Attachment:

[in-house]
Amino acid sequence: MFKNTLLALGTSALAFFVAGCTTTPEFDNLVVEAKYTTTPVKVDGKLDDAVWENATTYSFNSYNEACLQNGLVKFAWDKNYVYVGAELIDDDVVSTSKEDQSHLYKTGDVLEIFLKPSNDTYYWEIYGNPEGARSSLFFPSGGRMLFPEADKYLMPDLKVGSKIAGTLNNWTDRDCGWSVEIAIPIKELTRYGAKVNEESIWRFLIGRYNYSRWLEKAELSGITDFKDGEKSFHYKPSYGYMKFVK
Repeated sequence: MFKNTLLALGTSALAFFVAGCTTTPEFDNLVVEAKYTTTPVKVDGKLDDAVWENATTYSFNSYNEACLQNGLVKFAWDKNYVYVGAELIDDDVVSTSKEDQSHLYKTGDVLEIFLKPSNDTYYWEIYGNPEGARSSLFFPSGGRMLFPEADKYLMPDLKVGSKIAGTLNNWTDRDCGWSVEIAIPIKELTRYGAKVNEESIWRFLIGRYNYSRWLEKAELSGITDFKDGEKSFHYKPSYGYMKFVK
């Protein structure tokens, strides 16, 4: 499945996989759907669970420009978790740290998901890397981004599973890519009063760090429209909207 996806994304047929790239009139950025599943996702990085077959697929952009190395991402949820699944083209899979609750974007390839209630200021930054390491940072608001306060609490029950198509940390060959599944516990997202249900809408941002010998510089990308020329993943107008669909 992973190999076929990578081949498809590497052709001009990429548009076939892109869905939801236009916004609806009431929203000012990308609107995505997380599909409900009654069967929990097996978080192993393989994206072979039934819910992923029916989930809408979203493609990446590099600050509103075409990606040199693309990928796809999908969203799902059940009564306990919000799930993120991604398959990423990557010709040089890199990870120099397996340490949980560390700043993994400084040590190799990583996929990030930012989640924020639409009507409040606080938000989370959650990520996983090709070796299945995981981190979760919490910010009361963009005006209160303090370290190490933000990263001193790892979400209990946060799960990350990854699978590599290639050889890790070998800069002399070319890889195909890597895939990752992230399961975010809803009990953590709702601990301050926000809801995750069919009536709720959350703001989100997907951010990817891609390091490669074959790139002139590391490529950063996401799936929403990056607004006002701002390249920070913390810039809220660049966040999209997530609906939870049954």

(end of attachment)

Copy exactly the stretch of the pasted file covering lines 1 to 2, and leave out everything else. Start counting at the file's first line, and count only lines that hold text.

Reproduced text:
[in-house]
Amino acid sequence: MFKNTLLALGTSALAFFVAGCTTTPEFDNLVVEAKYTTTPVKVDGKLDDAVWENATTYSFNSYNEACLQNGLVKFAWDKNYVYVGAELIDDDVVSTSKEDQSHLYKTGDVLEIFLKPSNDTYYWEIYGNPEGARSSLFFPSGGRMLFPEADKYLMPDLKVGSKIAGTLNNWTDRDCGWSVEIAIPIKELTRYGAKVNEESIWRFLIGRYNYSRWLEKAELSGITDFKDGEKSFHYKPSYGYMKFVK